Later publications also showed less postoperative angiographic CME in eyes treated with diclofenac (18.8%) vs. eyes treated with betamethasone (58%) at 5 weeks but no significant differences in visual acuity between groups at 8 weeks.29 Even studies comparing 1 to 3 days preoperative treatment with ketorolac to only postoperative treatment have shown significantly better visual outcomes at 2 weeks compared with control eyes, but this difference did not persist by 3 months.30

There is a lack of level I evidence supporting long-term benefits of NSAID therapy in preventing vision loss attributed to CME.31 This is likely due to the selective blockage of cyclooxygenase enzyme by NSAIDS, which inhibits the synthesis of pro-inflammatory prostaglandins,5,32 compared to the inhibition of prostaglandins and leukotrienes by corticosteroids. Corticosteroids also downregulate other inflammation-mediated processes, providing broader anti-inflammatory properties compared to NSAIDs.

It therefore remains to be determined if a synergistic effect occurs when both anti-inflammatory drugs are combined, or if dual treatment is simply redundant.

Hence, topical NSAIDs, though approved by the FDA for “treatment of pain and inflammation associated with cataract surgery,” are yet to be approved for the prevention or treatment of CME or for treatment durations longer than 14 days.31 NSAIDs are currently used off-label by many ophthalmic surgeons in the United States as prophylaxis and treatment of CME, especially in high-risk patients.

More recently, newer NSAID formulations with better intraocular penetrations, such as bromfenac and nepafenac, have been compared to topical steroids alone and to other NSAIDs.33-35 Nepafenac has been equivalent to diclofenac33 and ketorolac34 with no significant differences in final visual acuity at 4 weeks. Bromfenac 0.09% alone has shown CME development in as low as 0.44% of cases, compared to the combination of prednisolone 1% and generic (2.2%) or name-brand ketorolac 0.45% (0.9%),10 as well as to dexamethasone alone.35

The potential prophylactic benefit of perioperative treatment with topical NSAIDs appears to exist in high-risk patients. Patients with pseudoexfoliation syndrome19 and diabetes,36 who are treated with topical bromfenac 0.09% or nepafenac 1% combined with a topical steroid, experience lower rates of postoperative CME. Preoperative treatment in diabetic patients, however, may not offer added benefits compared to postoperative treatment only.37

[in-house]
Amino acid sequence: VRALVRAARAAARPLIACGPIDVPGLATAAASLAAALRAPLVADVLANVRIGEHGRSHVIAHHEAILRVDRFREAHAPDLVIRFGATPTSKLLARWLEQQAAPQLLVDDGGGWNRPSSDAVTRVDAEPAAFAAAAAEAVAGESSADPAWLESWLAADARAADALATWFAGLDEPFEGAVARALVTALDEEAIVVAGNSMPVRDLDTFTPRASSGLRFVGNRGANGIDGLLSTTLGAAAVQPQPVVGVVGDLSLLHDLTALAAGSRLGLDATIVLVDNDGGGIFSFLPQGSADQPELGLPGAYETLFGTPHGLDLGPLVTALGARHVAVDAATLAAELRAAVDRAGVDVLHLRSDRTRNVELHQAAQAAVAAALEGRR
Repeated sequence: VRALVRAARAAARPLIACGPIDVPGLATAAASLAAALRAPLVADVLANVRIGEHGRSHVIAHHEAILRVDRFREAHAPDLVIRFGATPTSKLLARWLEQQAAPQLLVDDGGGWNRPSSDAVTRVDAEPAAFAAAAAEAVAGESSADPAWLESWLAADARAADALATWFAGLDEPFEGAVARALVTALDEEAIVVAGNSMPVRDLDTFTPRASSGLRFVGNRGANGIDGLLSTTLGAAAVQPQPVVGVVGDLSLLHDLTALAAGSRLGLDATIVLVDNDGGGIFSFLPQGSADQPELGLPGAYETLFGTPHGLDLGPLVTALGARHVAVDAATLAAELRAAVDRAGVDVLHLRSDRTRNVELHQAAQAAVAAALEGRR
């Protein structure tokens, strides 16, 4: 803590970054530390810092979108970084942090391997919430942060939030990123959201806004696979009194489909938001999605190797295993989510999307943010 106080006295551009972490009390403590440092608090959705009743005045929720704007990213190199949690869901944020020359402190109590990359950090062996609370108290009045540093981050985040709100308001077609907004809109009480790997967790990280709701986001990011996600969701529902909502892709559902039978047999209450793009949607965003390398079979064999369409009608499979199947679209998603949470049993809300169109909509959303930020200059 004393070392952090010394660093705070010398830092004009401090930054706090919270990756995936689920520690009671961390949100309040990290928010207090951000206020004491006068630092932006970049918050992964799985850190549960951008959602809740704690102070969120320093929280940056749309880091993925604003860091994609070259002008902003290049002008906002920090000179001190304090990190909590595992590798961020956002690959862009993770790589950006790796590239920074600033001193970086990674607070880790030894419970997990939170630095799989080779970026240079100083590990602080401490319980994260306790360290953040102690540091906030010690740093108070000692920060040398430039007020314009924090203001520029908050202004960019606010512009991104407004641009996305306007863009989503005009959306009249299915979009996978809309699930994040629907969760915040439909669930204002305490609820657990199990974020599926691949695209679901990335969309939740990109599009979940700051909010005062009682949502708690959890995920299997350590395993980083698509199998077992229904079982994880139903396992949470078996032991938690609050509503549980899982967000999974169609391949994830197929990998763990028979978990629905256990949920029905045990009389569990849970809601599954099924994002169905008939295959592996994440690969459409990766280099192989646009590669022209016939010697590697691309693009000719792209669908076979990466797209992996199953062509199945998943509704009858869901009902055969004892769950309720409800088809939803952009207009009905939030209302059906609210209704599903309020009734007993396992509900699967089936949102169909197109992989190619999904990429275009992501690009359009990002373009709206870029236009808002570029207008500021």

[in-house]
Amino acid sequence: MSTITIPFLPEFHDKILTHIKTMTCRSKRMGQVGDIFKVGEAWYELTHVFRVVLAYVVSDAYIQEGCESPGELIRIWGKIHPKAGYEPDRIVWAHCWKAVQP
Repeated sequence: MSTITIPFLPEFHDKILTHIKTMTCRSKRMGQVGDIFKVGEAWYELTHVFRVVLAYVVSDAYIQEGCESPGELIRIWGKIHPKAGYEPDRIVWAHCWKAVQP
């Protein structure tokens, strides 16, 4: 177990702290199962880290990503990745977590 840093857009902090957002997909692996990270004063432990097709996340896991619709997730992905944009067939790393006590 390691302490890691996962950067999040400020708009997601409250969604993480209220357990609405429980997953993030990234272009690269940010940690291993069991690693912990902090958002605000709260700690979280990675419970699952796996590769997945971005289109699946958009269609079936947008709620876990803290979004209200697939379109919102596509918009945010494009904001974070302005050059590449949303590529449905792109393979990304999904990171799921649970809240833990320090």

Steroids and delivery methods

Newer approaches for perioperative prophylaxis of intraocular inflammation include:

  • Preoperative oral corticosteroids in high-risk patients11
  • Intracameral dexamethasone drug deposits38-41
  • Intracameral administration of triamcinolone acetonide42,43
  • Transzonular intravitreal administration of compound antibiotic and anti-inflammatory drugs (caution is advised given the risk of iatrogenic zonular instability)
  • Fluocinolone acetonide intravitreal implant44
  • Perioperative subconjunctival triamcinolone.45,46

Interestingly, none of these steroid delivery methods have yet been found to increase the risk of postoperative IOP spike compared to topical steroids.40,47,48 New drug delivery methods are also being studied, such as intracanalicular dexamethasone deposits49 and using the IOL as a drug delivery device.50-52

CME TREATMENT

Our options

Though no strong evidence from randomized controlled trials shows superior outcomes compared to observation in uncomplicated eyes, the combination of topical NSAID and topical steroid for at least 6 weeks has been the main off-label approach for treatment of visually significant CME. However, other treatment modalities have been proposed and shown results that are promising but still comparable to topical treatments in the majority of cases: intravitreal dexamethasone implants,53 especially in diabetic patients54 and patients with vitrectomized eyes,55 intravitreal anti-VEGF drugs,56,57 sub-tenon’s corticosteroids58 and oral acetazolamide,59 which shows beneficial in patients with known steroid-induced elevation in IOP.

Because CME is also known to resolve spontaneously, we need further large population randomized controlled studies with longer follow up to assess the true benefit of all these therapeutic approaches.

Summary

CME arises from changes in the INL and OPL of the retina resulting from the increase in the level of intraocular inflammation after even uncomplicated cataract surgery. In certain groups, the incidence is much higher and can lead to significant vision loss. We have limited evidence on best strategies for prophylaxis, but the most effective approach to date appears to be treating prophylactically only those at higher risk for developing CME after cataract surgery.

There is a weak association between angiographic and OCT evidence of CME and visual acuity and strong evidence suggesting that CME after cataract surgery in low-risk patients resolves spontaneously. Therefore, subclinical CME diagnosed by OCT or angiography in low-risk cases may be observed and only treated should it become visually significant.

Conversely, in high-risk patients (who are more prone to recalcitrant edema and decline in vision), medical treatment can be initially considered followed by intravitreal anti-inflammatory, or anti-VEGF injections if there is no response. OM